Historically, 99% of Alzheimer's disease drugs to enter clinical trials have failed, yet Axovant Sciences (NASDAQ:AXON) believed it could design a phase 3 trial for its Alzheimer's disease drug, intepirdine, that could overcome those stiff odds. Sadly, Axovant Sciences' announced Tuesday morning that intepirdine, its lead product candidate, failed across the board to beat a placebo, delivering yet another setback to progress toward tackling this disease.

Trial design couldn't overcome a bad target

Axovant Sciences' intepirdine targets the 5HT6 receptor to stimulate the production of acetycholine, a neurotransmitter that sends signals between nerve cells. Because acetycholine is important to cognitive function, boosting it via the 5HT6 receptor has long been a goal of Alzheimer's disease researchers.

A shadow of a person giving a thumbs down signal.

Image source: Getty Images.

Yet, 5HT6 receptor antagonists have performed poorly in clinical trials. Pfizer and Lundbeck, for example, both shelved their 5HT6 drugs after trial setbacks, and intepirdine came to Axovant Sciences courtesy of GlaxoSmithKline's discard pile.

Nonetheless, Axovant Sciences' believed those failures weren't caused by the 5HT6 target, but by bad trial design decisions. Management thought it could succeed where others failed by closely mirroring intepirdine's phase 2 trial, in which intepirdine statistically and significantly improved performance on the ADAS-COG and ADCS-ADL tests at 24-weeks versus Aricept alone with p-values of 0.013 and 0.024, respectively.

The company brought in Alzheimer's disease veteran Dr. Lawrence Friedhoff, the person behind the multibillion-dollar Alzheimer's disease drug Aricept. After analyzing intepirdine's mid-stage trial results, it designed a phase 3 trial that evaluated efficacy at the 24-week mark, strictly enrolled patients in order to match the phase 2 trial population, and enrolled enough people to show statistical significance even if intepirdine's benefit was small.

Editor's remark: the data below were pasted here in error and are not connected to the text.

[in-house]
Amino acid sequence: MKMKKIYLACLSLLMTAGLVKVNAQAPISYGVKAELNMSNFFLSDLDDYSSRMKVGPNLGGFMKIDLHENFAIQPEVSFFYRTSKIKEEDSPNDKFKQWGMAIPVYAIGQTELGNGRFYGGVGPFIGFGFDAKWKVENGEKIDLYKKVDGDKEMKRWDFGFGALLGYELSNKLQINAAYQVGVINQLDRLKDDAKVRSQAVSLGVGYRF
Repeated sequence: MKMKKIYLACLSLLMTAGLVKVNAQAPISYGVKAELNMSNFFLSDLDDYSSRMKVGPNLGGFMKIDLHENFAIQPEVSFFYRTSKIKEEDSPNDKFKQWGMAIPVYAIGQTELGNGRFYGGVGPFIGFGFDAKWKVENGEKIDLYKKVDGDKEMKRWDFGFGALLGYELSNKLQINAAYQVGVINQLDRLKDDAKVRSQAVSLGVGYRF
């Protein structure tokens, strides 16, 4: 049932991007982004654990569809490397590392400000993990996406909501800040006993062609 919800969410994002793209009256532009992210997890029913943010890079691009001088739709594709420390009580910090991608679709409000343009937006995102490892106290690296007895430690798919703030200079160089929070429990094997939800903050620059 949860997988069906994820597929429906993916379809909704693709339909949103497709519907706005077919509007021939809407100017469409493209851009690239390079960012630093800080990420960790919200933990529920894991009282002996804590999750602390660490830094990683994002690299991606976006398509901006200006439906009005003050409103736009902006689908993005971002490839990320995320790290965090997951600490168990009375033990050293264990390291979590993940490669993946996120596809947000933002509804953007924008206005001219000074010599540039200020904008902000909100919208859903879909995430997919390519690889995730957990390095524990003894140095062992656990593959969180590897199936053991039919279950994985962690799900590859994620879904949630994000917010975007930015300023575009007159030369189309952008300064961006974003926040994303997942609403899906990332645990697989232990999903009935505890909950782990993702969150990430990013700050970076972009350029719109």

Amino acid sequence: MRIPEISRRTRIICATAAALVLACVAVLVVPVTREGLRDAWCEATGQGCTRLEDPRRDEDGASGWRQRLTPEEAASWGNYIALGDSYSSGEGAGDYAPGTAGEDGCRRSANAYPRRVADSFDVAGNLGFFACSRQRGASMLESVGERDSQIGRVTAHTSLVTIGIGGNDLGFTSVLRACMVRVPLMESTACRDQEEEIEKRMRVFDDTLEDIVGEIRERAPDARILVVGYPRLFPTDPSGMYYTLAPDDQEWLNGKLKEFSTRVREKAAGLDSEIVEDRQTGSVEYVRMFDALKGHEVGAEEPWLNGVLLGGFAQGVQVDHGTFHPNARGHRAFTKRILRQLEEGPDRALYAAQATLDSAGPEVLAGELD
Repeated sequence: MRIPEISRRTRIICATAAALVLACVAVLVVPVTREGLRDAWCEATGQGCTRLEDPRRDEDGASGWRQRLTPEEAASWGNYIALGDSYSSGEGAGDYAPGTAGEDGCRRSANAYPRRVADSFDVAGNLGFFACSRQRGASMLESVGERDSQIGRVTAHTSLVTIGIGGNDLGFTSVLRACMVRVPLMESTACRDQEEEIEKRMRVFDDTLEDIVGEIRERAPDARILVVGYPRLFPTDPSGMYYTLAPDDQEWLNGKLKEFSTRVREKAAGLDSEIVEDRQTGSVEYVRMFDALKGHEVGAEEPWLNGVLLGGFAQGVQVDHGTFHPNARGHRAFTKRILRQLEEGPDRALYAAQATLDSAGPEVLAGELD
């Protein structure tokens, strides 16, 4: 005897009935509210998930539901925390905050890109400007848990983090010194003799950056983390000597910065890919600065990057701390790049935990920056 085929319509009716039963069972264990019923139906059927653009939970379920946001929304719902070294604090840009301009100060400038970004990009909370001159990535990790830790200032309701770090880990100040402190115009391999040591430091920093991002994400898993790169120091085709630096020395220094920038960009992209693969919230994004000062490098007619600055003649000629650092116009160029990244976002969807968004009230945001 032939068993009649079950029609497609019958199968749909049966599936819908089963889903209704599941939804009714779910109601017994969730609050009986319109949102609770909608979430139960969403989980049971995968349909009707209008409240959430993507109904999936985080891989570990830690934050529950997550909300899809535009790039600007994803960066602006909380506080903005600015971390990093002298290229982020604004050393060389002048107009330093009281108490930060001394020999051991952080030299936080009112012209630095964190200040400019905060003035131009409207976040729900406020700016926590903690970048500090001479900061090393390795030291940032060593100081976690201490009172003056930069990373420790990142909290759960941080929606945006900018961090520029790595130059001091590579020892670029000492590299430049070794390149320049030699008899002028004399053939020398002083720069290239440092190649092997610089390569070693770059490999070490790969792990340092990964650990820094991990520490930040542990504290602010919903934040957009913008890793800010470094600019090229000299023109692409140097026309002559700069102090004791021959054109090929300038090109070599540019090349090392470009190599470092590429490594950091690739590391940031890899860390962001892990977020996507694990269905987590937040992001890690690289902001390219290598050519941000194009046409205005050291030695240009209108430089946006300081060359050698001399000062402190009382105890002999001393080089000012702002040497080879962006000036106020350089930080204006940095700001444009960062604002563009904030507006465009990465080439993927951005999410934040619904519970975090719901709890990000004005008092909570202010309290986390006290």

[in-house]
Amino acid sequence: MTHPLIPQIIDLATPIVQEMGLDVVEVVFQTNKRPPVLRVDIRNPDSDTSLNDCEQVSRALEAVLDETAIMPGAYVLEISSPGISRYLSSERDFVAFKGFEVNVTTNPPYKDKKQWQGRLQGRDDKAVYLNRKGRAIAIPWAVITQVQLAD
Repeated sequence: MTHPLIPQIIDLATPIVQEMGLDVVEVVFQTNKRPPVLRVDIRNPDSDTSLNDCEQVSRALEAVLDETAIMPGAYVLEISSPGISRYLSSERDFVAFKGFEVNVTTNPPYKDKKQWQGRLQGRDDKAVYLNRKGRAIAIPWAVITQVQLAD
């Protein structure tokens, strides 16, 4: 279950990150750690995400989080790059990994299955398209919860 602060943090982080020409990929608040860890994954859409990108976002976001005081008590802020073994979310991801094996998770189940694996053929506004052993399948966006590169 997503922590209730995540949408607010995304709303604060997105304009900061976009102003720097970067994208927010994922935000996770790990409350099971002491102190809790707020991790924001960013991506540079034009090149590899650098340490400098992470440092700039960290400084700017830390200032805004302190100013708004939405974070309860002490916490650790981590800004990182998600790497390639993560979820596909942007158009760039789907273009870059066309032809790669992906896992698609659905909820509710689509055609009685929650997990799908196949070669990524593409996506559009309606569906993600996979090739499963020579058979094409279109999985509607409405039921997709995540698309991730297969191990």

Axovant Sciences didn't share all the data from its phase 3 trial with industry watchers on Tuesday, but the top-line results were enough to show that despite all of its efforts to design its trial for success, intepirdine is a bust.

Scientists working together in a lab.

Image source: Getty Images.

What now?

Earlier this year, Axovant Sciences' signed on former Medivation CEO David Hung to run the company, a move that encouraged many industry watchers, including me. Hung's experience at Medivation included successfully developing one of the globe's top-selling prostate cancer drugs and orchestrating Medivation's $14 billion buyout last year.

Hung was hired to navigate intepirdine through the regulatory maze to commercialization, but now the industry veteran is tasked with redirecting Axovant Sciences' efforts following its disappointing Alzheimer's disease failure to its other ongoing studies.

Those trials include a phase 2b study of intepirdine and a phase 2 study of nelotanserin, an inverse agonist of the 5-HT2A receptor, in dementia patients with Lewy bodies. Results from intepirdine's phase 2b study are expected by year-end and the wild card in that study is the inclusion of a 70 mg arm that's twice the dose studied in its Alzheimer's disease trial.

If intepirdine (or nelotanserin) is effective in patients with Lewy bodies, then Axovant Sciences may still have a path forward despite the Alzheimer's disease failure. An estimated 1.3 million Americans suffer from dementia with Lewy bodies, making it the second most prevalent cause of neurodegenerative dementia in elderly patients. So far, there aren't any drugs approved to treat it, so a win could be a big advance in the indication. Nevertheless, Axovant Sciences is far riskier today following its disappointing Alzheimer's disease data and that suggests it may be wise to focus on other stocks, at least until the Lewy bodies data is reported. 

Todd Campbell owns shares of Pfizer. His clients may have positions in the companies mentioned. The Motley Fool has no position in any of the stocks mentioned. The Motley Fool has a disclosure policy.